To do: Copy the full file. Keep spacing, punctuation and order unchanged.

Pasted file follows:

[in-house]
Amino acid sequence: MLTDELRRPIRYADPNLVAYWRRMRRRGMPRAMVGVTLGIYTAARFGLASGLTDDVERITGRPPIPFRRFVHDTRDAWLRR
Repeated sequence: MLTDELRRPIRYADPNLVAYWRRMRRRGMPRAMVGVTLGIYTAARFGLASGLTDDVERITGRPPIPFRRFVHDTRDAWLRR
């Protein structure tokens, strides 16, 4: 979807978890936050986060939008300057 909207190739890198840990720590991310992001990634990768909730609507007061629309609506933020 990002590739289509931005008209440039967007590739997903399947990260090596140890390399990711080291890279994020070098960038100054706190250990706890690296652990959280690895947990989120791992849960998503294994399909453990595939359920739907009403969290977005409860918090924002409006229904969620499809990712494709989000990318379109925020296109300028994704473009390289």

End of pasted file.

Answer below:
[in-house]
Amino acid sequence: MLTDELRRPIRYADPNLVAYWRRMRRRGMPRAMVGVTLGIYTAARFGLASGLTDDVERITGRPPIPFRRFVHDTRDAWLRR
Repeated sequence: MLTDELRRPIRYADPNLVAYWRRMRRRGMPRAMVGVTLGIYTAARFGLASGLTDDVERITGRPPIPFRRFVHDTRDAWLRR
């Protein structure tokens, strides 16, 4: 979807978890936050986060939008300057 909207190739890198840990720590991310992001990634990768909730609507007061629309609506933020 990002590739289509931005008209440039967007590739997903399947990260090596140890390399990711080291890279994020070098960038100054706190250990706890690296652990959280690895947990989120791992849960998503294994399909453990595939359920739907009403969290977005409860918090924002409006229904969620499809990712494709989000990318379109925020296109300028994704473009390289």